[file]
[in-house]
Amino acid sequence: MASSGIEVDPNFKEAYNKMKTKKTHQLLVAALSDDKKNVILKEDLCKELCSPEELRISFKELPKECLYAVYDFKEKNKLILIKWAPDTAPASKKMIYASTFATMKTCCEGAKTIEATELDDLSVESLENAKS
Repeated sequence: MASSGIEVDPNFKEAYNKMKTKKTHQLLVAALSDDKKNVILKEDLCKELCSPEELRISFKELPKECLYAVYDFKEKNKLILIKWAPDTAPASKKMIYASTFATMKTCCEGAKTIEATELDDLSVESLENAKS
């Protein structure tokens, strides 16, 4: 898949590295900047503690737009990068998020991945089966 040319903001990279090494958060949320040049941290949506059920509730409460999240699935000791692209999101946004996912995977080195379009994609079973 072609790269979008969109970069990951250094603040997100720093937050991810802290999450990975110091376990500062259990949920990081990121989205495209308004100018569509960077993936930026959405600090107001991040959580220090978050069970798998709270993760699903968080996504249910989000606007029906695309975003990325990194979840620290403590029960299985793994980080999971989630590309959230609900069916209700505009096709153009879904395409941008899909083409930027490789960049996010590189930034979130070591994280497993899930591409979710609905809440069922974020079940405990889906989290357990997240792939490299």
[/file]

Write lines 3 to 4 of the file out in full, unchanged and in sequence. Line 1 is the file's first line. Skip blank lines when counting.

Repeated sequence: MASSGIEVDPNFKEAYNKMKTKKTHQLLVAALSDDKKNVILKEDLCKELCSPEELRISFKELPKECLYAVYDFKEKNKLILIKWAPDTAPASKKMIYASTFATMKTCCEGAKTIEATELDDLSVESLENAKS
């Protein structure tokens, strides 16, 4: 898949590295900047503690737009990068998020991945089966 040319903001990279090494958060949320040049941290949506059920509730409460999240699935000791692209999101946004996912995977080195379009994609079973 072609790269979008969109970069990951250094603040997100720093937050991810802290999450990975110091376990500062259990949920990081990121989205495209308004100018569509960077993936930026959405600090107001991040959580220090978050069970798998709270993760699903968080996504249910989000606007029906695309975003990325990194979840620290403590029960299985793994980080999971989630590309959230609900069916209700505009096709153009879904395409941008899909083409930027490789960049996010590189930034979130070591994280497993899930591409979710609905809440069922974020079940405990889906989290357990997240792939490299």